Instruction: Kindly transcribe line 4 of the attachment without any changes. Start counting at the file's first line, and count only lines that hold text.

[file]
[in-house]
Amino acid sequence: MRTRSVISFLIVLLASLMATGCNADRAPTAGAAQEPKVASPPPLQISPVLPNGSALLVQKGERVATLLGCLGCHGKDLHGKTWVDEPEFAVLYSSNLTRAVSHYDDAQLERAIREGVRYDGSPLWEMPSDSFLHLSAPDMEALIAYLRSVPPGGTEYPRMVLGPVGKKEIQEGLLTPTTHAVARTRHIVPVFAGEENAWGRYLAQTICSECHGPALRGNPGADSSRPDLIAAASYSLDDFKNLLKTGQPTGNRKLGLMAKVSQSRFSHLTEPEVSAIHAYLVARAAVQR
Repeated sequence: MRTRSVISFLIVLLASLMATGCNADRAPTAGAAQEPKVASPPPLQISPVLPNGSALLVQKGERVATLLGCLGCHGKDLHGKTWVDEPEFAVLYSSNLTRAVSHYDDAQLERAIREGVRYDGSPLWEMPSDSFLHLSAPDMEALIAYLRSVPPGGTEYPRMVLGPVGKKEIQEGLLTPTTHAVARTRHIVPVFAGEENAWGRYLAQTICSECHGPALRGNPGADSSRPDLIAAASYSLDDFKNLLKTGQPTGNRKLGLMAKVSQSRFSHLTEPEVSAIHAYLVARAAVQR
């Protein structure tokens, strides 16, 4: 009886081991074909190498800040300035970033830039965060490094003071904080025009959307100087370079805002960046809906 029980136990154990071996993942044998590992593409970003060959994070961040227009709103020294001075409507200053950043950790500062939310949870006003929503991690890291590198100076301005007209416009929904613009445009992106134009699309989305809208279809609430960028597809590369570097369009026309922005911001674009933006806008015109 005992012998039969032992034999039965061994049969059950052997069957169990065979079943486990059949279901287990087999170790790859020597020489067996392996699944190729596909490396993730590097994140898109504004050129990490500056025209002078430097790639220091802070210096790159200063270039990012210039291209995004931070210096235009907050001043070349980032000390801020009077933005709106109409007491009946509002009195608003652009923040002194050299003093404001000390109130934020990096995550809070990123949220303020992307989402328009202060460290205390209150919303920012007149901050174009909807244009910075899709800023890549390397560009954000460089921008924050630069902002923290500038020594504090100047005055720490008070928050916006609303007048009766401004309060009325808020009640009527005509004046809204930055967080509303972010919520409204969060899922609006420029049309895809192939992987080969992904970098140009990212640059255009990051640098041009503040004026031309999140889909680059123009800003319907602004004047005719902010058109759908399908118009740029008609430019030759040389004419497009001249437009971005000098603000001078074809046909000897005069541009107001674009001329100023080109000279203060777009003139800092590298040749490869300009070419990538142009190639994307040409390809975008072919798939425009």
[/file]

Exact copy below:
């Protein structure tokens, strides 16, 4: 009886081991074909190498800040300035970033830039965060490094003071904080025009959307100087370079805002960046809906 029980136990154990071996993942044998590992593409970003060959994070961040227009709103020294001075409507200053950043950790500062939310949870006003929503991690890291590198100076301005007209416009929904613009445009992106134009699309989305809208279809609430960028597809590369570097369009026309922005911001674009933006806008015109 005992012998039969032992034999039965061994049969059950052997069957169990065979079943486990059949279901287990087999170790790859020597020489067996392996699944190729596909490396993730590097994140898109504004050129990490500056025209002078430097790639220091802070210096790159200063270039990012210039291209995004931070210096235009907050001043070349980032000390801020009077933005709106109409007491009946509002009195608003652009923040002194050299003093404001000390109130934020990096995550809070990123949220303020992307989402328009202060460290205390209150919303920012007149901050174009909807244009910075899709800023890549390397560009954000460089921008924050630069902002923290500038020594504090100047005055720490008070928050916006609303007048009766401004309060009325808020009640009527005509004046809204930055967080509303972010919520409204969060899922609006420029049309895809192939992987080969992904970098140009990212640059255009990051640098041009503040004026031309999140889909680059123009800003319907602004004047005719902010058109759908399908118009740029008609430019030759040389004419497009001249437009971005000098603000001078074809046909000897005069541009107001674009001329100023080109000279203060777009003139800092590298040749490869300009070419990538142009190639994307040409390809975008072919798939425009």